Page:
Search America's historic newspaper pages from 1789-1924 or use the U.S. Newspaper Directory to find information about American newspapers published between 1690-present. Chronicling America is sponsored jointly by the
National Endowment for the Humanities and the Library of Congress. external link Learn more
Image provided by: University of Illinois at Urbana-Champaign Library, Urbana, IL
Newspaper Page Text
boss to "keep your eyes open; that's
what you do.' This fine, sentiment,
so 'encouraged- our slugger than he-?
turned his oratorical batteries on
"Umpire Byron, with the result that he
was canned from the game.
As Zim passed Evers he cut loose
with some more verbal broadsides,
and the manager replied in kind.
Zimmerman and Evers" have been
players, and'Zim-, 6f Course, is Tii&
first one to chafe under restraint.
Ohance "had the same trouble "with.,
him in milder form, but thel?. L. wasj
too wise to argue with Zim on thei
ball field. He ruled the German witlt
an iron hand, a fine or suspension be
ing the penalty if Zim became too1
ay. - ,x
Evers' temperament is entirely dif-'.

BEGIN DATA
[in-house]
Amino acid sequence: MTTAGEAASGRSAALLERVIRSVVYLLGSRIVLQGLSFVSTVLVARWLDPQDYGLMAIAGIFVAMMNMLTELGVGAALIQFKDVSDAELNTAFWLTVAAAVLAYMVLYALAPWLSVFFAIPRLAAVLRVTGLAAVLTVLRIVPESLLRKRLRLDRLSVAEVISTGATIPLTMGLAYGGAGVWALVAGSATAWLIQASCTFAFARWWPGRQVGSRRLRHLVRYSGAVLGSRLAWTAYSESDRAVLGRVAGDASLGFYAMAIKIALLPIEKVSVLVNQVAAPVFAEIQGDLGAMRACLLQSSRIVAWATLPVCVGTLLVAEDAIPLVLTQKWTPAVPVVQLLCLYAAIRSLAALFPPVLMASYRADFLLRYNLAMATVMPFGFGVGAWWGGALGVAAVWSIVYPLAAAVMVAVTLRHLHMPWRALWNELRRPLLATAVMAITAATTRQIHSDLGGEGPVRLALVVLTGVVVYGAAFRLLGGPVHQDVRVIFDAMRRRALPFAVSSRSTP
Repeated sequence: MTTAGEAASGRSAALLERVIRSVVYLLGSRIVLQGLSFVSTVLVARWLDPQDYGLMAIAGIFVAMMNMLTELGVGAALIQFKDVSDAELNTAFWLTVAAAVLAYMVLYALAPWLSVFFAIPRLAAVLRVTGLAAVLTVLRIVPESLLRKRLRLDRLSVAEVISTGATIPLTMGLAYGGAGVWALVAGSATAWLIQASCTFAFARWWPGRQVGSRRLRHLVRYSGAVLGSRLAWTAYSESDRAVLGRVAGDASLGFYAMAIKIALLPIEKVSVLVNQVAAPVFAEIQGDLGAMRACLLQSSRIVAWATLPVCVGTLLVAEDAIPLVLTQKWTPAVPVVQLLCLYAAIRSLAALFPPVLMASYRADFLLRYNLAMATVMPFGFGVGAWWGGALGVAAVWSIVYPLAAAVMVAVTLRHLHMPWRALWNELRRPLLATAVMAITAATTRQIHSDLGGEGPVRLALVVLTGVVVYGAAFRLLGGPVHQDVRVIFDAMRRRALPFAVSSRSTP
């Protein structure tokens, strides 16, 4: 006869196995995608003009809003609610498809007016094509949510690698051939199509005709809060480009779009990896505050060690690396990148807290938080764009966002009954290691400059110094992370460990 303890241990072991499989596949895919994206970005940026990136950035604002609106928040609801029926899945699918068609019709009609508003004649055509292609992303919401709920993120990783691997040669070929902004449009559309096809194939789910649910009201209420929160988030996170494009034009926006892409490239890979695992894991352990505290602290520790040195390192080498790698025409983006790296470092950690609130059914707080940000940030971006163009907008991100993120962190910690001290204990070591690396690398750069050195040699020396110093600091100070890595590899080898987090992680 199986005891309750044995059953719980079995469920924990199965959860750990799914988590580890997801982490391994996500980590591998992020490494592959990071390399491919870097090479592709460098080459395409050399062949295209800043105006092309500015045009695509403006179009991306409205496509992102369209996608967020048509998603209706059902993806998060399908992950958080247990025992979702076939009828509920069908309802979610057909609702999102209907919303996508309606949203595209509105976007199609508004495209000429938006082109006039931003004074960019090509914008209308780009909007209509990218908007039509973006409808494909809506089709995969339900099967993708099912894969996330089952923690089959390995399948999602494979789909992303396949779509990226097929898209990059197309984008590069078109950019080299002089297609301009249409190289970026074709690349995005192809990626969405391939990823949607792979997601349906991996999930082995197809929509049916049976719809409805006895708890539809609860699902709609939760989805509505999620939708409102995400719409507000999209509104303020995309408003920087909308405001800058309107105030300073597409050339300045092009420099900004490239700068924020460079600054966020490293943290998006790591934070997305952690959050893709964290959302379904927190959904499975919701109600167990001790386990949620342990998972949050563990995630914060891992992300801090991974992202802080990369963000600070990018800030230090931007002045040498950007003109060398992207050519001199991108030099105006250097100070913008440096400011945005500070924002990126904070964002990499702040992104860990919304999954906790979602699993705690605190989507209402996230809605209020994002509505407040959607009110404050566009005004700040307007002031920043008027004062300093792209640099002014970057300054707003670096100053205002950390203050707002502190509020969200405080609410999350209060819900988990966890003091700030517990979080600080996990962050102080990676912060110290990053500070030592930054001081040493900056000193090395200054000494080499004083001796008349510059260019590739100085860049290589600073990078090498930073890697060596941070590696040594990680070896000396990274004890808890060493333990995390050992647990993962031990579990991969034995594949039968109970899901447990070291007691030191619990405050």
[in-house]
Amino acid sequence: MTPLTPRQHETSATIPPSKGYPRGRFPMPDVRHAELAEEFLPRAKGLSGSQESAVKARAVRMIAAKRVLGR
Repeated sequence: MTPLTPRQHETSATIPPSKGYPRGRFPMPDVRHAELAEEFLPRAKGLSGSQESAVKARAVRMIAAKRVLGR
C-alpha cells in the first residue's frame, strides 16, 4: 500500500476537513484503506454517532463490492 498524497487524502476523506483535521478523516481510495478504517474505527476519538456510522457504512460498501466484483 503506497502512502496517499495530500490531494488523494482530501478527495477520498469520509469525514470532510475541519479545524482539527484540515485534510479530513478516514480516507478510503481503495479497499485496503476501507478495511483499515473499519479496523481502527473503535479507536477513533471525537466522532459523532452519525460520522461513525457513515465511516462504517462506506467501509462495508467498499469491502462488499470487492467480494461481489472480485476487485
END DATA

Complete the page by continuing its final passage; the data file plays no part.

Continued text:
at loggerheads ah season, and this
unfriendliness is undoubtedly respon
sible insqme measure for the third
baseman's numerous ejections and,
suspensions by the umpires. He is
not working with his heart in the
game, and- does not seem' to ,care
whether he plays or not.
Both men share the guilt. Evers
does not seem to get along1 with his
ferent from Chance's. He is nervous
and'high strung, and frequently says
things on the field that should be re
served for clubhouse lectures. ZJjn
also suffers from an oversupply of
If the two men are to be members
of the team next year something
must-be done to adjust their differ
ences. If 'Evers is kept aB manager
. 2--. -. -r - - s-